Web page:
I was very proud of my husband for still remembering a lot of his school learnt French and managing to converse with the in-laws. I on the other hand tended to have more difficulty communicating (I also learned French for 5 years in school) and somehow German words would pop up here and there in the conversation. 
We lived in Germany during 6 years in the 80's, but because it's another language that I don't use I can hardly hold a decent conversation in German nowadays!
Luckily our daughter is fluent in French and English and her French fiance is fluent in English and French, so we had translators at hand in case we got stuck. T's parents English was quite rudimentary.

More of Marseille to come next week. 

Monday, 27 November 2017

Monday Mural - 404 Bus

This mural painted in 2016 in one of the residential buildings in the Torre (Tower) suburb of Cascais, shows the 404 bus that services the area.
Next to the bus are the letters "Bairro da Torre" (Tower suburb).
From the signature I couldn't figure out who painted the mural.

For other murals from around the world follow this link.

Friday, 24 November 2017

Portugal - Casino, Pink street and Viewpoint in Lisbon

Our visit to Portugal was fast coming to an end.
On Thursday 14th September, my husband, daughter and I had lunch at another refurbished market, this time in Alges, on the coast halfway from Lisbon to Cascais.

The Algés market opened in the 50's, selling fruit, vegetables, meat and fish.
In 2015, it changed it's concept (probably due to the popularity of Mercado da Ribeira in Lisbon), adding food and drinks to it's traditional products.
It's smaller than the Lisbon one, but well decorated and pleasant. You order your choice of food, pay for it and get a buzzer. When it buzzes you collect your tray.
There are drink stations and the waiters will come around to your table to take your drinks order, but not food.
The market is open from 10am to midnight from Monday to Thursday and from 10am to 1am on  Friday and Saturday.

They also have entertainment, and we heard about this market from our daughter who a few days before had been invited by a friend for dinner and a concert at the market.
And that's when she saw that one of the eateries was selling snails which she and her Dad love!  The lady said the season was about to end too, and this was the reason for our visit.
My choice - Sweet potato chips with 3 chicken sausage (farinheira) balls with mustard. Husband & daughter's choice - snails and chocolate cake for me.
After my meal I went to the pastry counter and chose a slice of chocolate cake.
It was a cake from "The best chocolate cake in the world" (looking at the Portuguese website  I just discovered that the cake gets sold in a couple of Sydney suburbs too).
It's a flourless cake, and yes it was good, crunchy with all it's different layers, but a bit too sweet for my taste as since I cut down on sweet stuff, most sweets are just too sweet.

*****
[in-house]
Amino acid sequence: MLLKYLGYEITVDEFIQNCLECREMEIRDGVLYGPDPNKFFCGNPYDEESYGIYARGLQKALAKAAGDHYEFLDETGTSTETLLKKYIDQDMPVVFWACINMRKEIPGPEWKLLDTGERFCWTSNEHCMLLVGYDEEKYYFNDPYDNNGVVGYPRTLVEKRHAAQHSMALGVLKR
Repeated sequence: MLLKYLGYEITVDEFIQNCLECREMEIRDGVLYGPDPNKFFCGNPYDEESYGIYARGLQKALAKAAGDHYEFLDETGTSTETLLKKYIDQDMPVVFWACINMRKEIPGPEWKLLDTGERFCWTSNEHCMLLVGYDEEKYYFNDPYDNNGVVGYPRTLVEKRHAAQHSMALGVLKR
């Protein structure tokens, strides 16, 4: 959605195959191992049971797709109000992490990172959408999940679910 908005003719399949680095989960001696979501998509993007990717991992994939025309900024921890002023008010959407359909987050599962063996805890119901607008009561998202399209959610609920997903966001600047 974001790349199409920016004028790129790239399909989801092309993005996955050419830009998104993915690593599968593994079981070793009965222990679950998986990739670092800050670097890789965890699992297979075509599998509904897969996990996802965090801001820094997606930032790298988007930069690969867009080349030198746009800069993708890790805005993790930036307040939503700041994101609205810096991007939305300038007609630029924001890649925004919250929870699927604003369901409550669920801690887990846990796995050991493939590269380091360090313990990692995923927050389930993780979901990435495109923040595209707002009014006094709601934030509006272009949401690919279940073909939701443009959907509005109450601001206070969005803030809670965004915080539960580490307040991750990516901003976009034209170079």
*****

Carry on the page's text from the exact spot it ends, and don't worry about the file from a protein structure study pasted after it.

We had previously arranged to meet with the 3 Doctors at the Estoril Casino that evening after dinner, with the rest of my family too.
The Casino has daily shows and you have to consume 10 euros (food or drink) during the night while you sit watching the shows, so it's very reasonable.

Estoril Casino, Flamenco show
On that evening the show was a Flamenco show with a dancer/singer and his band.
We enjoyed it, the tiny dancer was very agile and passionate, the only thing was that he was obviously getting hot and sweaty with all that dancing so at every turn his sweat would fly around him...glad we weren't sitting within reach 😊😊.

It was well past midnight when the show ended and we said our goodbyes. The Doctors were going to fly to France the following day (Friday) and we would be flying to Marseille the day after.

* * * * * * * * * *

On Friday 15th September, my daughter and I took the train into Lisbon, so we could hunt for a couple more murals, check out Lisbon's Pink street and later meet with a friend I originally met in Perth, but who was in Lisbon on a trip from his native Island of Madeira. 

Just a 4 minute walk away from the Cais do Sodre Station is the Rua Nova do Carvalho, better know as Pink street.

Situated in the former seedy suburb of Cais do Sodre, this street has become the center of Lisbon's nightlife. In 2013, during an urban renewal project, this street was painted pink and it now attracts locals and tourists who come to eat, drink and dance at the various clubs and bars.
Some of the bars have names alluding to what the area was previously known for - mainly prostitution and sailors - like "Cantinho do Prazer" (Pleasure's Corner), or "Pensão Amor" (Love Guesthouse), which was a former brothel, still complete with a striper pole and seductive atmosphere. 

Pink street
Pink Street, photo taken atop the arched bridge

From the Pink Street we walked around the corner and climbed some steps where we found coffee shops on two of the landings, both with outdoor tables, and we stopped for a juice and coffee on the first one.

River views, old tram, mannequin hanging from shop wall, landing with coffee shop, nice blue building
After our stop we walked towards the meeting point where our friend would wait for us, and on the way there we walked past an old ceramic factory - Sant'Ana, which was established in 1741 and still operates today. The factory can be toured, and they will make replicas of tiles you like too.